Find a complete listing of economics courses in the Academic Calendar.

Not all courses are offered every year. Therefore students are advised to pay careful attention to the planned patterns of course rotation and plan their programs carefully to ensure they have completed the pre-requisite courses in time to register for any required core courses. 

Students are invited to seek advice on course planning from the Department as needed.

For a listing of courses offered this year, see the course timetables.

C-minus rule

Students must obtain a grade of at least C- in all courses used to fulfill pre-requisite requirements. Otherwise, written permission of the appropriate department head or program co-ordinator must be obtained.

Mathematics courses for students pursuing programs in economics

Mathematics courses are an excellent complement for studies in economics. Students interested in understanding economic theory and empirical studies will find it essential to develop basic skills in calculus and statistics and are encouraged to develop greater familiarity with calculus and statistics at more advanced levels, along with linear algebra and other areas of mathematics. Mathematics course descriptions can be found in the Academic Calendar.

Required and recommended mathematics courses

For economics majors


  • Calculus I (MATH 1111)
  • Statistics I (MATH 2311)


  • Calculus II (MATH 1121)
  • Linear Algebra (MATH 2221)
  • Multivariable Calculus (MATH 2111)

Students in the economics majors program are advised to consider other mathematics courses as listed for the honours program to complement their programs of study.

For honours students


  • Calculus I (MATH 1111)
  • Statistics I (MATH 2311)

Required for students planning to complete the Advanced Theory Courses (ECON 4801, 4811):

  • Calculus II (MATH 1121)

For students planning to complete Econometrics (ECON4700):

  • Required: Linear Algebra (MATH 2221)
  • Strongly recommended: Multivariable Calculus (MATH 2111)
  • Recommended:
    • Discrete Structures (MATH 2211)
    • Differential Equations I (MATH 2121)
    • Real Analysis (MATH 3111)


The BA major, minor, and honours in economics are built around a core of courses in mathematics, statistics, and economic theory. The core is designed to prepare students for further work in economics at the graduate level.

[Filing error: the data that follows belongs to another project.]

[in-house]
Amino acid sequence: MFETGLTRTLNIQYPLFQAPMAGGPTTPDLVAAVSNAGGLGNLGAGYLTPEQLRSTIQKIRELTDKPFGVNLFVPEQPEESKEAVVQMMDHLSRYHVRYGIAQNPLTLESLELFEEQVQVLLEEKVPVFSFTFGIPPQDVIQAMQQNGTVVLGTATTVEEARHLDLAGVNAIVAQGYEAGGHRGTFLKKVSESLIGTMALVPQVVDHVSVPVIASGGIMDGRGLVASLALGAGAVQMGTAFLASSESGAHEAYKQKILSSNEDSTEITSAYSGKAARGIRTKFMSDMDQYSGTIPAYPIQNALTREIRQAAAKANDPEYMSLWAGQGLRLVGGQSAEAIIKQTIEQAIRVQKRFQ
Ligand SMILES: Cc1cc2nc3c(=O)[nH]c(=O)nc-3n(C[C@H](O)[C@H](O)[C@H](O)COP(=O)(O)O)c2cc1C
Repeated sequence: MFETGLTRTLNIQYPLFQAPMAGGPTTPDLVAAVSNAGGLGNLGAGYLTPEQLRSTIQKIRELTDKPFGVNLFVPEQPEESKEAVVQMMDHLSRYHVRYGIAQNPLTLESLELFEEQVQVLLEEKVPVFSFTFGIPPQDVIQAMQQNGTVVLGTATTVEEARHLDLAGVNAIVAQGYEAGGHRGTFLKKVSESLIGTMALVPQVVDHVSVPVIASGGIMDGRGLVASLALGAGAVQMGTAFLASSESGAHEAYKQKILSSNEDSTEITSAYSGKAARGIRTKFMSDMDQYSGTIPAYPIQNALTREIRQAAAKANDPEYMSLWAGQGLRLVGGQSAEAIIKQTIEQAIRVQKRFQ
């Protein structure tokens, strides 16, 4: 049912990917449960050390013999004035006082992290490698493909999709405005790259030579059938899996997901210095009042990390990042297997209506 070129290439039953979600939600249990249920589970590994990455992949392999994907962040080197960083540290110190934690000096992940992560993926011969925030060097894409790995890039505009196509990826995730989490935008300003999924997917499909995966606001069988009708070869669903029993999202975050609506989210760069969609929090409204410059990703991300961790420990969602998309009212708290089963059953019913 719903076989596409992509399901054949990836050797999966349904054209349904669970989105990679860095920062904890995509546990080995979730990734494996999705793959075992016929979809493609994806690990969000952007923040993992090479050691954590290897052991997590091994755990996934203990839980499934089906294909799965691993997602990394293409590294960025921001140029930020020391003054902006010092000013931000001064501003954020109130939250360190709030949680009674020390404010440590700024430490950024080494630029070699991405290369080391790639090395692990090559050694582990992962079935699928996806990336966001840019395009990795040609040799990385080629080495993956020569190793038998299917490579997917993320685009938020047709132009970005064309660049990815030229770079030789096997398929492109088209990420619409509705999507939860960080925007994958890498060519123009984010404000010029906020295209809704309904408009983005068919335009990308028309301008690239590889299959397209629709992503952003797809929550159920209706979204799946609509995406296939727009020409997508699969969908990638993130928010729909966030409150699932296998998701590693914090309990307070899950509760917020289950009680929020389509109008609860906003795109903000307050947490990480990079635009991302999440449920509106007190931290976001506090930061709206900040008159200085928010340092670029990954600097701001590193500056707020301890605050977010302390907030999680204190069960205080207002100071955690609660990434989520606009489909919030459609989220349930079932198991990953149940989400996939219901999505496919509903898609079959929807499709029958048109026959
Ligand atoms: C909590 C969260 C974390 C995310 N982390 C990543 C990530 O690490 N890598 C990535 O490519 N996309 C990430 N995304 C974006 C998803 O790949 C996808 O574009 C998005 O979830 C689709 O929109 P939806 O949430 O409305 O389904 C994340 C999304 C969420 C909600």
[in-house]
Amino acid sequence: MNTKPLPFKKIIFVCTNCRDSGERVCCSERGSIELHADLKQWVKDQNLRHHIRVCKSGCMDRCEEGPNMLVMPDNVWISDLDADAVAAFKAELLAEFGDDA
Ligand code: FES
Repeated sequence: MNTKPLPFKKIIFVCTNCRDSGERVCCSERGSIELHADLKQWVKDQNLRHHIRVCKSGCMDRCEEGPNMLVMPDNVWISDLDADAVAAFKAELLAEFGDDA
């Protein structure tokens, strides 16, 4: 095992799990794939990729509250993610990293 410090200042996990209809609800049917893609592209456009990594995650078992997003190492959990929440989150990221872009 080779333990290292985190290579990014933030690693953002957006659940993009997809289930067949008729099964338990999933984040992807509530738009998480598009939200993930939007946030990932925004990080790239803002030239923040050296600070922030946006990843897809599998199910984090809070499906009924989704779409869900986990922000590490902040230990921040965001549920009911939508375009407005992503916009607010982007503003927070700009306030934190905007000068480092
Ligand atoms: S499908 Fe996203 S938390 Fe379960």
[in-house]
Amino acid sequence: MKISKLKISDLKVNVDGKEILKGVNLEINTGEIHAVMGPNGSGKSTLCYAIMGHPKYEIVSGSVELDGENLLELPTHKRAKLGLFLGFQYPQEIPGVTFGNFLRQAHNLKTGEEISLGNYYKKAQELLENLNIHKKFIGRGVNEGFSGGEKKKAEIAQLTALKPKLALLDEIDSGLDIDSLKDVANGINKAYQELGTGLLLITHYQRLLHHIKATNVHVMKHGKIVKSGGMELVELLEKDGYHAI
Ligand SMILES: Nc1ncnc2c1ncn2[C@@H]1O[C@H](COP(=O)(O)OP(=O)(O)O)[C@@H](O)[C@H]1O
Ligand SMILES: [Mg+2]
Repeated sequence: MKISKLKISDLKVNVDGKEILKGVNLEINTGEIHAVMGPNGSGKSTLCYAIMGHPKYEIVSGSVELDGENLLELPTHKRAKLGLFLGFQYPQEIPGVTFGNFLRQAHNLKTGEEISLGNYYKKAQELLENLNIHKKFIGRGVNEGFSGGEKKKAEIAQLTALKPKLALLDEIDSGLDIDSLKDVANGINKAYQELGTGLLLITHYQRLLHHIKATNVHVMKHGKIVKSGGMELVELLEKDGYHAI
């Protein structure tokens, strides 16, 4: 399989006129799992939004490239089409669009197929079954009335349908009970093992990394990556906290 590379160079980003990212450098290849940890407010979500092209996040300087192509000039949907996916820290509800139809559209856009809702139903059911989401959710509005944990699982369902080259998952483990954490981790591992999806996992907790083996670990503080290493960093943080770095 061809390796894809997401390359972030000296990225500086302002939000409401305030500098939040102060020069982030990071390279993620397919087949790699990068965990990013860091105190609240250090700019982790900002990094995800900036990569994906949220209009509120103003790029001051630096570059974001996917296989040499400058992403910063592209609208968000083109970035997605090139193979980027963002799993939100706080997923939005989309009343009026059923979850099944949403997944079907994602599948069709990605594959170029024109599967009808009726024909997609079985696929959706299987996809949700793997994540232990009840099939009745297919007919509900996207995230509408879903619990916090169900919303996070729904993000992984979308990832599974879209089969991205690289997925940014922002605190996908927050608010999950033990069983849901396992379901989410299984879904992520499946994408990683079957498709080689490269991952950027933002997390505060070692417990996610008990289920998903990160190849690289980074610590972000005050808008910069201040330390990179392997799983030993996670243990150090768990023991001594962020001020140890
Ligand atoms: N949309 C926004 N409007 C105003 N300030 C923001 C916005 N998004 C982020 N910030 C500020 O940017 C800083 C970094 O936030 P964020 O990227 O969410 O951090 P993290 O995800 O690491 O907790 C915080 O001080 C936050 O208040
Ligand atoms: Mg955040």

Degree options

There are a number of degree options in economics:


If you plan to go to graduate school or complete a professional program, you should consider doing an honours.

If you plan to pursue graduate studies in economics, you should take:

  • Economics 4700, 4801, 4811, 4821
  • Calculus and Linear Algebra (Mathematics 2221) from the Mathematics department — other courses in mathematics are also valuable

Seek advice from a member of the Department of Economics when deciding on a program of study.

Honours in economics can be done as a:

Joint honours can be done in:

Applying for honours

Students intending to do honours need to contact the head of economics. The registrar also requires that students declare their intention to do honours by completing the declaration to pursue honours form by December in year three of the their program.


Eligibility to complete the program will depend on your academic performance at the end of third year. Students need a minimum CGPA of approximately 3.0 on all course work in the prescribed honours program and an overall GPA of approximately 3.0 or higher on all courses undertaken beyond first-year. See details in section 10.10.4 of the Academic Calendar.

Program advisor

Students can contact the program advisor at when advice is needed on economics programs.


The timetable template can assist you in planning your courses.

Degree audit form

To keep track of the courses you have taken it is useful to fill in a degree audit form.

Field courses

The Department of Economics offers a variety of field courses, which cover important areas of economics. The goal of the field courses is to allow students from all disciplines to deepen their knowledge in a particular area of economic inquiry.

These field courses are generally open to students who have completed the introductory principles course and who have an interest in an in-depth examination of an applied area such as environmental, international, or health economics, Canadian public policy, law and economics, financial markets, etc.

Interdisciplinary study

In addition to work within the discipline, the Economics department has tried to maintain close links with a number of other departments on campus, especially with the Departments of Commerce, Mathematics and Computer Science, Philosophy, and Politics and International Relations. Students are encouraged to develop an interdisciplinary perspective, which incorporates analytical tools from a variety of disciplines.

The Department also contributes to interdisciplinary programs in Canadian studies, environmental studies, and international relations.

Particular emphasis is placed on the importance of systematically combining:

  • values (ethics and political philosophy)
  • logical reasoning (logic, mathematics, and economic theory)
  • empirical evidence (statistics and computer modeling)

to produce critical analysis of policy proposals in business, government, and the non-profit sector.